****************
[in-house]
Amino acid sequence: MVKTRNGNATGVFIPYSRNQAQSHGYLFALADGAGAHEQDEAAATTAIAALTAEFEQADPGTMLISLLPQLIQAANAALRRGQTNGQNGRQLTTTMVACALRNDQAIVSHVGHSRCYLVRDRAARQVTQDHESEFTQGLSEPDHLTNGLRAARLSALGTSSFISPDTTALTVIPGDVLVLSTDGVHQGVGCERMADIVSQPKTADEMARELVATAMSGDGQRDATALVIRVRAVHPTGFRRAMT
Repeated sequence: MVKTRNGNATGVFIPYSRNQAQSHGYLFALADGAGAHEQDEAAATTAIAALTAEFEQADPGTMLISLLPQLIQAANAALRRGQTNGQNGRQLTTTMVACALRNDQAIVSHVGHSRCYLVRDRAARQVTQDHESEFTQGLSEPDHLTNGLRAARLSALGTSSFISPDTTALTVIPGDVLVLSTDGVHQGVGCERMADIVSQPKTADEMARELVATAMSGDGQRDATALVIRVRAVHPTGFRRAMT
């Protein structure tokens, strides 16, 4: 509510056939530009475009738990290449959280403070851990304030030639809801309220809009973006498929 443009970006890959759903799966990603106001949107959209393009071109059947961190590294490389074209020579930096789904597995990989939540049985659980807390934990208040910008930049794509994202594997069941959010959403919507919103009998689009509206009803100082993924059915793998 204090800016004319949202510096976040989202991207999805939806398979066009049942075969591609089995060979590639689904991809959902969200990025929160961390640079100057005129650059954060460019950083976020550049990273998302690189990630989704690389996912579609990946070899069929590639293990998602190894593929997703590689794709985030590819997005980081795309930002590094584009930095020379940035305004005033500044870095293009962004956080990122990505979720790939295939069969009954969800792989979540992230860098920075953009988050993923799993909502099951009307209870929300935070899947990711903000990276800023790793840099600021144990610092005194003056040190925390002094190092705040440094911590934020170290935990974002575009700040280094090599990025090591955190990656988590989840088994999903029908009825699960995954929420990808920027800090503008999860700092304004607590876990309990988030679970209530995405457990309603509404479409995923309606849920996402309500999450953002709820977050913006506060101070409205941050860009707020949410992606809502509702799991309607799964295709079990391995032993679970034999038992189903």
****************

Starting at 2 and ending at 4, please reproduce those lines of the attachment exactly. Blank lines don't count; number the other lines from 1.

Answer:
Amino acid sequence: MVKTRNGNATGVFIPYSRNQAQSHGYLFALADGAGAHEQDEAAATTAIAALTAEFEQADPGTMLISLLPQLIQAANAALRRGQTNGQNGRQLTTTMVACALRNDQAIVSHVGHSRCYLVRDRAARQVTQDHESEFTQGLSEPDHLTNGLRAARLSALGTSSFISPDTTALTVIPGDVLVLSTDGVHQGVGCERMADIVSQPKTADEMARELVATAMSGDGQRDATALVIRVRAVHPTGFRRAMT
Repeated sequence: MVKTRNGNATGVFIPYSRNQAQSHGYLFALADGAGAHEQDEAAATTAIAALTAEFEQADPGTMLISLLPQLIQAANAALRRGQTNGQNGRQLTTTMVACALRNDQAIVSHVGHSRCYLVRDRAARQVTQDHESEFTQGLSEPDHLTNGLRAARLSALGTSSFISPDTTALTVIPGDVLVLSTDGVHQGVGCERMADIVSQPKTADEMARELVATAMSGDGQRDATALVIRVRAVHPTGFRRAMT
């Protein structure tokens, strides 16, 4: 509510056939530009475009738990290449959280403070851990304030030639809801309220809009973006498929 443009970006890959759903799966990603106001949107959209393009071109059947961190590294490389074209020579930096789904597995990989939540049985659980807390934990208040910008930049794509994202594997069941959010959403919507919103009998689009509206009803100082993924059915793998 204090800016004319949202510096976040989202991207999805939806398979066009049942075969591609089995060979590639689904991809959902969200990025929160961390640079100057005129650059954060460019950083976020550049990273998302690189990630989704690389996912579609990946070899069929590639293990998602190894593929997703590689794709985030590819997005980081795309930002590094584009930095020379940035305004005033500044870095293009962004956080990122990505979720790939295939069969009954969800792989979540992230860098920075953009988050993923799993909502099951009307209870929300935070899947990711903000990276800023790793840099600021144990610092005194003056040190925390002094190092705040440094911590934020170290935990974002575009700040280094090599990025090591955190990656988590989840088994999903029908009825699960995954929420990808920027800090503008999860700092304004607590876990309990988030679970209530995405457990309603509404479409995923309606849920996402309500999450953002709820977050913006506060101070409205941050860009707020949410992606809502509702799991309607799964295709079990391995032993679970034999038992189903």